It is impossible to predict temporary plant shutdowns, and they certainly disrupt the market in the short term. However, the supply situation over the next 10 years should be stable in terms of overall U.S. production capacity and permitted imports. In addition, as we saw 10 years ago with CFCs, an increase in the price of R-22 will promote more reclamation, which will bring a substantial amount of R-22 "back from the dead."
Currently the supply of R-22 is adequate and is expected to stay that way until 2015. In 2015, the Montreal Protocol will force a substantial reduction in the overall HCFC supply, which includes R-22. Under the Montreal Protocol, the United States will be required to reduce the HCFC consumption to just 10 percent of the established ozone depletion potential cap.
Using some simplistic calculations, that means the United States will only be able to consume about 60 million pounds of virgin R-22 beginning in 2015. Right now, the total R-22 consumption in the United States is believed to be in excess of 200 million pounds. U.S. OEMs will no longer be allowed to produce R-22 units be-ginning in 2010, but currently even that does not look like it will be enough to keep the market from being constrained.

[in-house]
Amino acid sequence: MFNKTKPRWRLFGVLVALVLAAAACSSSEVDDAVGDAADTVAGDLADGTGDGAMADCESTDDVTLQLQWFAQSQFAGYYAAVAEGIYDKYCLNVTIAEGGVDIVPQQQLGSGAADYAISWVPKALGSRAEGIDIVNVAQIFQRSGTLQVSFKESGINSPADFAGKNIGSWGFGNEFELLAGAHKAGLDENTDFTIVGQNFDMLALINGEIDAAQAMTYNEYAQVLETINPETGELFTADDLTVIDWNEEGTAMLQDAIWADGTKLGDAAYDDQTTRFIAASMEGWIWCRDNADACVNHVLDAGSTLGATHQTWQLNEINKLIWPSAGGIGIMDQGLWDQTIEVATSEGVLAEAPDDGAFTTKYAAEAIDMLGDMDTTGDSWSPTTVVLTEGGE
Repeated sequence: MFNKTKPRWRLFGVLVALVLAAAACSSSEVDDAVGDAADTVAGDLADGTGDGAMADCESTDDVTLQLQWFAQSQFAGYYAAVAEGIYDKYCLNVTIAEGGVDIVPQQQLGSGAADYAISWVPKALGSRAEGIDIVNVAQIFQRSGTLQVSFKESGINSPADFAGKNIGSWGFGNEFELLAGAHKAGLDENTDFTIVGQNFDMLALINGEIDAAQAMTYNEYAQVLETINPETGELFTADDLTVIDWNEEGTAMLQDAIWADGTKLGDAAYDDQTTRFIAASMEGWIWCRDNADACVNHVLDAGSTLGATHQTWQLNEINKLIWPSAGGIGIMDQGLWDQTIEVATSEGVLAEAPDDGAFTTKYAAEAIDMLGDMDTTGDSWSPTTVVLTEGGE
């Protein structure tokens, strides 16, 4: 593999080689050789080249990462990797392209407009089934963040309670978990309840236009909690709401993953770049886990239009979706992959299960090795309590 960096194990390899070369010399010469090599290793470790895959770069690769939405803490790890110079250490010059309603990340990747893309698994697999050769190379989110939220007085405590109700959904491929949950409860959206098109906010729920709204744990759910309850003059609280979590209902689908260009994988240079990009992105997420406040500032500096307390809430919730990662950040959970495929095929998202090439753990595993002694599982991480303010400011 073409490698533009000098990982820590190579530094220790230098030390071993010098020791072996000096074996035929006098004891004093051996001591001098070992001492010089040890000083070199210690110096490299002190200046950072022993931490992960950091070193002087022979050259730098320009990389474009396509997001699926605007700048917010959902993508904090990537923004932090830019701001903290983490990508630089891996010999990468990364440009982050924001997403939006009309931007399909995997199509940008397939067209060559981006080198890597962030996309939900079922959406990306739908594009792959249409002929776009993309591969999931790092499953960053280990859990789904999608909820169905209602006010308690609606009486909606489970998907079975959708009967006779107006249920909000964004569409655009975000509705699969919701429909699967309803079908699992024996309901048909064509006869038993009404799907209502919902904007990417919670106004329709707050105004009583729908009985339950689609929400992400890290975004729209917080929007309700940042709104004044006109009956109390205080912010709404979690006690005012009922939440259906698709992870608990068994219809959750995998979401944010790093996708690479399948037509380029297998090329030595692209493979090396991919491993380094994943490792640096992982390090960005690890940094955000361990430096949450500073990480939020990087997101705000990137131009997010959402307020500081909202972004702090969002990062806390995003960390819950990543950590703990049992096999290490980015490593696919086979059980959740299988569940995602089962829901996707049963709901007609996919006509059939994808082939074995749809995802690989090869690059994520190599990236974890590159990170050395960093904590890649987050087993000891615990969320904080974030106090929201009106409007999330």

With the anticipated DOE regulations in 2006, which appear to be raising the minimum SEER rating on residential equipment from 10 to 12 or 13, the average system charge size will increase - using more refrigerant in the future. Also, the transition from R-22 to R-410A has been slower than we have anticipated, keeping R-22 demand high. These items, along with the continued strong demand for unitary equipment could actually cause R-22 demand in the service sector to increase by 2015 as compared to today.
Increased efforts in recovery and recycling will play a large role in helping the United States meet these possible future shortages, so we encourage all contractors and wholesalers to participate in the many programs that exist today.
In summary, unless the market begins to move rapidly away from current HCFCs (R-22) towards proven HFC alternatives (R-410A) and improve its recovery efforts, there could be significant shortages on R-22 in the future.